Compounds, thermal - 50315

Compounds, thermal - 50315

What is Freight Class?

You must assign your shipment a freight code when shipping products as LTL (less-than-truckload) freight. This standardized code, issued by the National Motor Freight and Traffic Association, allows carriers to identify qualities of the shipment and assist with transportation logistics.
Ship compounds, thermal accurately by using the information below:
50315
Compounds, thermal
55

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55
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Commodity note:
Liquid or paste, in boxes, drums or Package 1235

Subclasses for

Compounds, thermal - 50315

For many NMFC codes, there isn’t just one single class that is applied. NMFC numbers often have subclasses, which are almost always based on the density of the shipment.
In this instance, the commodity, compounds, thermal, is further broken down in the following subclasses:

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freight subclasses

Subclass Info
Subclass NMFC Code
Freight Class
Subclass Notes
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Please note: This is for educational purposes only. Ultimately, the carrier reserves the right to classify the groups.

FAQs

Where can I find freight class code chart?

The National Motor Freight Traffic Association (NMFTA) publishes a list of freight class designations, codes, and subclasses for commonly shipped items (https://classit.nmfta.org/). A subscription fee is required to access this list. You can learn more about freight classes from the experts at Koho for free on our freight classes pages.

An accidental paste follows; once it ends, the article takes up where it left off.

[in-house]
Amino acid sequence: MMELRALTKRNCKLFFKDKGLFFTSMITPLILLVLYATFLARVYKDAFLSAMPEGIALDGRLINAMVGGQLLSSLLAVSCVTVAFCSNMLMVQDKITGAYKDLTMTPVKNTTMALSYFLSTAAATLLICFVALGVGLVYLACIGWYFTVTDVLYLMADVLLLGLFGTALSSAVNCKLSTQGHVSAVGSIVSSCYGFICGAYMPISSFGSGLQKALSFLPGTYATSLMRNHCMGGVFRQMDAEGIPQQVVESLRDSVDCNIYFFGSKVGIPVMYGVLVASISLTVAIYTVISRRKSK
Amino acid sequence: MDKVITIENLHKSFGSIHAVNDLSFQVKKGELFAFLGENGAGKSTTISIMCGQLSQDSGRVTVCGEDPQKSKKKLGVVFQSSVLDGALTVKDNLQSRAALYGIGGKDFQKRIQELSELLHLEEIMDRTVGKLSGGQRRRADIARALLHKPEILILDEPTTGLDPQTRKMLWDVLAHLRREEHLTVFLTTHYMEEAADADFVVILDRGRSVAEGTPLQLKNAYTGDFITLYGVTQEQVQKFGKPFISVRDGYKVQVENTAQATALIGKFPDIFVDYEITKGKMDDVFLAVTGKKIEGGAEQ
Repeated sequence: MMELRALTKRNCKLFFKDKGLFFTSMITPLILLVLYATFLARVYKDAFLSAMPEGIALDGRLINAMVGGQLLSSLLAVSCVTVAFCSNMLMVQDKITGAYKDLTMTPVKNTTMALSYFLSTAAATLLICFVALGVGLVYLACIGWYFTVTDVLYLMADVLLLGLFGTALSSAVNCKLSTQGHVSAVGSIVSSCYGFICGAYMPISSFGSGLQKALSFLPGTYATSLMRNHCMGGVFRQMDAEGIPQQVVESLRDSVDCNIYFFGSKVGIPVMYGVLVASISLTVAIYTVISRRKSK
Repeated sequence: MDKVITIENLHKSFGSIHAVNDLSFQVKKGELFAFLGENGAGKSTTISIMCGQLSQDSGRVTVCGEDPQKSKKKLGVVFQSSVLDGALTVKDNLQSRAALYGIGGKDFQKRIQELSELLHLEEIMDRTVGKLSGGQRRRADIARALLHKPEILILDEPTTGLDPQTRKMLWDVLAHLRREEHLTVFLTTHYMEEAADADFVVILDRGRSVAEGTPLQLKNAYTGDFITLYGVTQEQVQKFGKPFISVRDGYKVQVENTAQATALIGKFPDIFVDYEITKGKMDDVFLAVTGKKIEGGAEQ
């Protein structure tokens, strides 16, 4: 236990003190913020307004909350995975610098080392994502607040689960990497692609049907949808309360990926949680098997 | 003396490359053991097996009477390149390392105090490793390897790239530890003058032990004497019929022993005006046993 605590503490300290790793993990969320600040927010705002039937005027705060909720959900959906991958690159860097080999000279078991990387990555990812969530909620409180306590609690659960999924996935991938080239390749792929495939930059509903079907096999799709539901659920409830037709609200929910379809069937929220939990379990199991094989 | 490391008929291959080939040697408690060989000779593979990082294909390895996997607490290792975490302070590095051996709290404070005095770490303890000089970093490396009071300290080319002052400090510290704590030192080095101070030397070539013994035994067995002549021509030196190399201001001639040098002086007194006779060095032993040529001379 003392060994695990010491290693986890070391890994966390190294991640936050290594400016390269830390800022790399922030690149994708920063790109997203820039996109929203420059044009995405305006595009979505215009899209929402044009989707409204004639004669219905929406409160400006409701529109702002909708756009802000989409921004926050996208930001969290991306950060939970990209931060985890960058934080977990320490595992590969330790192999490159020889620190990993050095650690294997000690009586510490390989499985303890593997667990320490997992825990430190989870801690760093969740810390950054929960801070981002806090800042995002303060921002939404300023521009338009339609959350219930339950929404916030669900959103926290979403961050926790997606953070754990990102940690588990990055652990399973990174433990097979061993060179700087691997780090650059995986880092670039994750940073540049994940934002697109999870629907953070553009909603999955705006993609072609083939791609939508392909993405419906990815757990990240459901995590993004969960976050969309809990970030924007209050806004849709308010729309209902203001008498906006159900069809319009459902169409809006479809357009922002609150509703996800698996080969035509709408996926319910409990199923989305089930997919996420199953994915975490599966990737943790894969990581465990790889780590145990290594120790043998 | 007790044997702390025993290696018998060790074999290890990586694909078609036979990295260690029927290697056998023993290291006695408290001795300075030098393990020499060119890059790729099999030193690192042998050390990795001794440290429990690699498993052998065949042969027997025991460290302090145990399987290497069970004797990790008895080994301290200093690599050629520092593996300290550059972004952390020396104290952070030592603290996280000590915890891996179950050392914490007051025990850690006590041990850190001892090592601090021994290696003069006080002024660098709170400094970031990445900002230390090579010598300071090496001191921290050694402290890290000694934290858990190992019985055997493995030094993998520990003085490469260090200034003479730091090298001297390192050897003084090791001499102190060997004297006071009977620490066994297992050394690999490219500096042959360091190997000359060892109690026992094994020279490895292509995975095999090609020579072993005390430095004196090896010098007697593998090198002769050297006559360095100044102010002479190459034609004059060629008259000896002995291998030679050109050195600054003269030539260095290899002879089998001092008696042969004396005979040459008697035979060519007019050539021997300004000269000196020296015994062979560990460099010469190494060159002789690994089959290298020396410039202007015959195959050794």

Are NMFC and Freight Classes the same thing?

Every commodity has both a freight class and a NMFC code. Freight class represents a category of items while NMFC codes relate to specific commodities within each of the 18 freight classes.

How do I calculate density?

Multiply the length, width, and height of your shipment, then divide the total weight of your package by that number. If your shipment is 4 feet long, 5 feet wide, and 4 feet tall, you would multiply 4 x 5 x 4 to get 80 cubic feet. If it weighs 800 pounds, you would divide 800 / 80 to get 10 pounds per cubic foot.